In search of a "transparent" Celltrion
[THE INVESTOR] Defense stocks, no more. Pharmaceutical equities, which have long been categorized in the “safe-but-dull” segment are sizzling hot now. So hot that many have ended up in the high-risk, high-return basket.
Proving the point, as of end-2017, health care stocks were among the most overvalued in the market, posting an average price-earnings ratio of 92. Some call it a bubble, others a “sensible” bet on life-saving therapies.
The latest uptrend was largely propelled by hopes for drug candidates to be sold to bigger firms or better yet, become blockbuster treatments themselves. Government backing also helped.
But transforming something as intangible as hope into reality comes with a hefty price. On average, a company can spend over US$2.5 billion for a period of more than a decade to introduce a new drug. The success rate? About one in 10. To cut the risks, many fledgling biotech firms opt for initial public offerings. In the first quarter alone, five biotech firms are set to make their debut on the secondary bourse KOSDAQ.
And the risks aren’t only for companies. Investors too have learned the hard way that a once-promising drug could disappear just like that if it fails the final stage of clinical trials, taking along all your investments. On the other hand, a tiny startup with five scientists could hit the jackpot.
All this, however, is investment 101. There’s never a guarantee for your investments, no matter what your fund manager says.
The problem is the grave lack of transparency in the sector.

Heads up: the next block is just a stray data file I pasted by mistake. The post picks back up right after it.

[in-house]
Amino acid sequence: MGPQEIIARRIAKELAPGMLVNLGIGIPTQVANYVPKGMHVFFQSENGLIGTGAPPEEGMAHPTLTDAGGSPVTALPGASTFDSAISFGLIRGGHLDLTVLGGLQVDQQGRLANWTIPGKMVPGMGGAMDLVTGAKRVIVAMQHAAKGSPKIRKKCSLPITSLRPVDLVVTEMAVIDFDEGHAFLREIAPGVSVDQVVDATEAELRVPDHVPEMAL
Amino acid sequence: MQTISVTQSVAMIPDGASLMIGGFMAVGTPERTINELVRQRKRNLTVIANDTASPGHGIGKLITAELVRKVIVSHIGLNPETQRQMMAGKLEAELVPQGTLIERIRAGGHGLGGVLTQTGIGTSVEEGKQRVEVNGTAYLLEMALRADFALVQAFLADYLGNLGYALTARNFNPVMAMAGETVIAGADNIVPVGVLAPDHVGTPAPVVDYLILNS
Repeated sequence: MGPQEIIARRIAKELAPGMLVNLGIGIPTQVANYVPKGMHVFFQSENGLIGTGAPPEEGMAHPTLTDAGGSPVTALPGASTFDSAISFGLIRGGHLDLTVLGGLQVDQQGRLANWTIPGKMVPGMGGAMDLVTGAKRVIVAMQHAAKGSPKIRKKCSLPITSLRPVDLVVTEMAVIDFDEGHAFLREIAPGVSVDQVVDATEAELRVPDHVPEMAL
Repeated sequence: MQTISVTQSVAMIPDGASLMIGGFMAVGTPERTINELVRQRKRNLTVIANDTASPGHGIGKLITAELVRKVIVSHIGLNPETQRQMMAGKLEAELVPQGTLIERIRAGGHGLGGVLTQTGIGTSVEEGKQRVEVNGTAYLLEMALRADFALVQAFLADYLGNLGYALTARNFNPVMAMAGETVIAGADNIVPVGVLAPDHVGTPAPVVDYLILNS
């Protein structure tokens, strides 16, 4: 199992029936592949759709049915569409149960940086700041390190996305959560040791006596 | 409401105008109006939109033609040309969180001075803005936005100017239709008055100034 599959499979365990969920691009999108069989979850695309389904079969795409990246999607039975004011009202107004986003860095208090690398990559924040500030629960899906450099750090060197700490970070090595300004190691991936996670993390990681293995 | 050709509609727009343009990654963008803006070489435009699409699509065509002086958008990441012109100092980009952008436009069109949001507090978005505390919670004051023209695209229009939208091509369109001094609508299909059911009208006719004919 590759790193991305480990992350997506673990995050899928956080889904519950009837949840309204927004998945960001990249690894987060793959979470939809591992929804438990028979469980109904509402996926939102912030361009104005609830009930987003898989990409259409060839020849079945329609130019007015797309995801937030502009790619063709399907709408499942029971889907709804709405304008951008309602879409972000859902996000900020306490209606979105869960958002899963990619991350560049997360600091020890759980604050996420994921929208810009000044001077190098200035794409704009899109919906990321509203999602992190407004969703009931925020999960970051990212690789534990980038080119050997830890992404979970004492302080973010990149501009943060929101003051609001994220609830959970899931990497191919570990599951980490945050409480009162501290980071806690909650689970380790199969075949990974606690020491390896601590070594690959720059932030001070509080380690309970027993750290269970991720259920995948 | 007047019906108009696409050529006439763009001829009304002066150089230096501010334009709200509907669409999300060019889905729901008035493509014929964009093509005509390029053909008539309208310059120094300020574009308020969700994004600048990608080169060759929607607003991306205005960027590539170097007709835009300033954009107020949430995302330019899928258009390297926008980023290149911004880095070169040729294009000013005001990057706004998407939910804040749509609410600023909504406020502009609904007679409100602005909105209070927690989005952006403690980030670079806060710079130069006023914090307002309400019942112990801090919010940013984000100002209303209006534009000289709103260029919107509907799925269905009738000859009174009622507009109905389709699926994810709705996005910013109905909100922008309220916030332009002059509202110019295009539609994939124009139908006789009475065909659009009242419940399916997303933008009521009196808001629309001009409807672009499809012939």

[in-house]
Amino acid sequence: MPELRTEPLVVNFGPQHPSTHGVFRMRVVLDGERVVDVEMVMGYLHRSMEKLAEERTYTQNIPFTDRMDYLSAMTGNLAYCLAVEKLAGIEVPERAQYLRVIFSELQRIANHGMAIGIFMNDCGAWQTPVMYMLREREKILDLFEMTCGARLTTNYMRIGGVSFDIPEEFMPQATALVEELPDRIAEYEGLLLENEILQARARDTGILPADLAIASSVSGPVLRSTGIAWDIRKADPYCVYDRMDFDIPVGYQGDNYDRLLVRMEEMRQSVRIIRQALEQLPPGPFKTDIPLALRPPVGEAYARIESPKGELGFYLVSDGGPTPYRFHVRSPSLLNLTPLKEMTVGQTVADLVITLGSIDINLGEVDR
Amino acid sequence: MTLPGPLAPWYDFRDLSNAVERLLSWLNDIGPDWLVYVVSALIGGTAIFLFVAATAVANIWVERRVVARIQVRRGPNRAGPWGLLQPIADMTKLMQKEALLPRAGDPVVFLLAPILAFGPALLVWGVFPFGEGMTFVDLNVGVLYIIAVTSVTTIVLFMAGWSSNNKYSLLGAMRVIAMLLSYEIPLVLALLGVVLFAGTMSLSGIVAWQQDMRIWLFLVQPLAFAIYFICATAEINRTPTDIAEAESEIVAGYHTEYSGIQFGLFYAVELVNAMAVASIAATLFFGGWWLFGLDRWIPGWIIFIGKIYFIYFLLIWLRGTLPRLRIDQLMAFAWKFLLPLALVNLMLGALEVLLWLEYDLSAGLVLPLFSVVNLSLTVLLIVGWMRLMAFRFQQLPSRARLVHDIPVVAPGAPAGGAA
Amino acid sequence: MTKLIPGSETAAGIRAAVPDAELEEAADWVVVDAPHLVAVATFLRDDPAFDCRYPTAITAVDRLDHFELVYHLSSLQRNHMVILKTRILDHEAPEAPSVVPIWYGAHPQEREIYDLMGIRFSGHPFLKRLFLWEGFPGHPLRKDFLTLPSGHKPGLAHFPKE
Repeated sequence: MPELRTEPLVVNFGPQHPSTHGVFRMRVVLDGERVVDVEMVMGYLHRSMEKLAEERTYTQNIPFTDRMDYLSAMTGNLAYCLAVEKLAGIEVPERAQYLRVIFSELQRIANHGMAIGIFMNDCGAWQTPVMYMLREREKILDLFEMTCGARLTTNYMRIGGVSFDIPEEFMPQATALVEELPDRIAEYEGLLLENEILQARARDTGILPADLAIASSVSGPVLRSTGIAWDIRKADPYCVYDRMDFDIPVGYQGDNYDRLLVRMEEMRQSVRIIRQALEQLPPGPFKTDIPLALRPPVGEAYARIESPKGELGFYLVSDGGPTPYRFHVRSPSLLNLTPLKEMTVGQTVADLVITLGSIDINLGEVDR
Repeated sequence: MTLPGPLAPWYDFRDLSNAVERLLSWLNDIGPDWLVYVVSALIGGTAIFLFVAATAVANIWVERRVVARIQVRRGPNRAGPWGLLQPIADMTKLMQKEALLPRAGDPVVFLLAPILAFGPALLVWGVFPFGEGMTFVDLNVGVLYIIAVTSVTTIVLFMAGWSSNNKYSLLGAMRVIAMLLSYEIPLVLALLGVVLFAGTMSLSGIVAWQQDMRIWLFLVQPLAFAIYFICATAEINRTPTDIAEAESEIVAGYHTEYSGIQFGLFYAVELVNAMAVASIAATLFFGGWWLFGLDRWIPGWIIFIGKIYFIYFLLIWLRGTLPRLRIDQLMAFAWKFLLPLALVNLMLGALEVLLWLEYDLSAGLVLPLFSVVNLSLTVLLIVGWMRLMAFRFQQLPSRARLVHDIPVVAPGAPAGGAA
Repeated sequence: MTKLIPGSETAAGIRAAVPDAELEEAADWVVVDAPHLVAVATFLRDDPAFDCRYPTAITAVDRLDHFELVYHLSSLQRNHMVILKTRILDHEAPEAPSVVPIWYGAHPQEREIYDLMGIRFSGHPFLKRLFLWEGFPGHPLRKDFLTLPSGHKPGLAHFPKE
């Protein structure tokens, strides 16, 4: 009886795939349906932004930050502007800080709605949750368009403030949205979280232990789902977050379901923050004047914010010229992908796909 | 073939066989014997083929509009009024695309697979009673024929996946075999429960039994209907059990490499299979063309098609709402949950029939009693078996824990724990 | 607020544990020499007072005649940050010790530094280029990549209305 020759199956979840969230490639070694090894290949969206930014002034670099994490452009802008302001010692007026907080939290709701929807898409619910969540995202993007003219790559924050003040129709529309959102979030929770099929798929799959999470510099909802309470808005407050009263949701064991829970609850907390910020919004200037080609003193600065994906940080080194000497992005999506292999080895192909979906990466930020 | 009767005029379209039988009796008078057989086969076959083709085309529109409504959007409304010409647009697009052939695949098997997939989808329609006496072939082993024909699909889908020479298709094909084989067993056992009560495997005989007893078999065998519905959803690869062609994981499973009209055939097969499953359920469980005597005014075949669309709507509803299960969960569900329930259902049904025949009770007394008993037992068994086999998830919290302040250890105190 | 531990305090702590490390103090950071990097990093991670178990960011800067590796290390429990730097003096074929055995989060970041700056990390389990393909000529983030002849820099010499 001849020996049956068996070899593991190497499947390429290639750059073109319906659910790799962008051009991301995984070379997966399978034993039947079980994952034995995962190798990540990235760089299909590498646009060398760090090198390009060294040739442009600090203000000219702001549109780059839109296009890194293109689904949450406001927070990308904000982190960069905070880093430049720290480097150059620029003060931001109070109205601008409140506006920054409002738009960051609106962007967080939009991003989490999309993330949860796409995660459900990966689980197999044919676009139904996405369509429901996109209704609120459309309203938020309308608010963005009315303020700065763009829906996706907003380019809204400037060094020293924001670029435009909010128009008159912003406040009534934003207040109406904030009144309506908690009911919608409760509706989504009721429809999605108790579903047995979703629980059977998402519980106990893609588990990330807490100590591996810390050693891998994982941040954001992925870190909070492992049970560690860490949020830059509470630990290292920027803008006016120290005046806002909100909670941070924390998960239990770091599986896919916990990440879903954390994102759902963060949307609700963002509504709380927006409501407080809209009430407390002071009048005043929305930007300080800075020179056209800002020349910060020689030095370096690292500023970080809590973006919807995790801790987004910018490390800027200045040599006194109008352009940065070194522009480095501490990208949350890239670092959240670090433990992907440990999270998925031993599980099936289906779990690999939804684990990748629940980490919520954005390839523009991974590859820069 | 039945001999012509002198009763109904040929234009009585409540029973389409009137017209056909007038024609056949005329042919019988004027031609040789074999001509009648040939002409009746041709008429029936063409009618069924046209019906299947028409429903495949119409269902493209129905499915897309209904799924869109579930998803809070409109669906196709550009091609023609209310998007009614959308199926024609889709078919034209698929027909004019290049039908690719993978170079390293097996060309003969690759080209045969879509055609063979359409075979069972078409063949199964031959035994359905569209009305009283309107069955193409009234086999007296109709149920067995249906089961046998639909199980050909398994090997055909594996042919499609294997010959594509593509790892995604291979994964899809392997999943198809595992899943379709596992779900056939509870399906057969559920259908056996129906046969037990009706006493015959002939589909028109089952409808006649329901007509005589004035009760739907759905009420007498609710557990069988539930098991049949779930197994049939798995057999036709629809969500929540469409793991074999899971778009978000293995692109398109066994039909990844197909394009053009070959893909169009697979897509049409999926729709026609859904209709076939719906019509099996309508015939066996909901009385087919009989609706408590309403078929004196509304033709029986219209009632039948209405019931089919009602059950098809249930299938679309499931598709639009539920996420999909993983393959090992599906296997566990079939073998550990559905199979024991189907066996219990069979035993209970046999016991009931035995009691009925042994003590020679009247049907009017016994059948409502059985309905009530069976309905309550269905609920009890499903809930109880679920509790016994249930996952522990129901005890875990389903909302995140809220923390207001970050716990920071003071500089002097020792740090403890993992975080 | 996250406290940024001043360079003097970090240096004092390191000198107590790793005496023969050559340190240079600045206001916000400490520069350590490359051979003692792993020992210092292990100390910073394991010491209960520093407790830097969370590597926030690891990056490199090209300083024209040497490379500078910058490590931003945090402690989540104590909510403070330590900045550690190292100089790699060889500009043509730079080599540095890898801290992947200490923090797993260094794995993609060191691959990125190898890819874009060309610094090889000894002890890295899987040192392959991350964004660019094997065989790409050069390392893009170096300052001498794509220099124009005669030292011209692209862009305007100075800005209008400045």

For instance, the persisting controversy over allegedly “suspicious” accounting practices by two of Korea’s best-known pharma companies Celltrion and Samsung BioLogics, which were suspected of inflating profits to lure investors and clients alike. It prompted the nation’s top financial watchdog to launch a large-scale audit of local pharma and biotech industries last month.
Belated disclosures intended to subtly manipulate stock prices continue to confuse investors, leading them to rely on rumors and speculations. Take Hanmi Pharmaceutical, for example. One of the most-talked about drug stocks in Korea -- and one that actually triggered the era of “hot” pharma stocks -- was in hot water this week for reporting the clinical trials termination of its drug candidate licensed to Eli Illy at a suspicious timing; after the market closed on Feb. 14, and just before the four-day Lunar New Year’s holiday began. Critics believe the company intentionally delayed the disclosure.
Although Hanmi has denied the speculations, it’s a recurring nightmare. We all remember, in 2016 the company was found to have notified some investors ahead of the official disclosure that Boehringer Ingelheim ended its licensing partnership for Hanmi’s lung cancer drug. In other words, insider trading.
When a company goes public, it’s naturally obligated to share financial information and business plans. Transparently and punctually. It also means the company has to go beyond the few scientists in the lab to educate and satisfy a wider range of stakeholders with a variety of interests and agendas. With more money comes more responsibility.
The PR and IR people at biotech companies often complain that retail investors don’t seem to comprehend the full scope of their business, neither does the industry ecosystem. But my question to them is, did you even try to enlighten them?
By Park Han-na (firstname.lastname@example.org)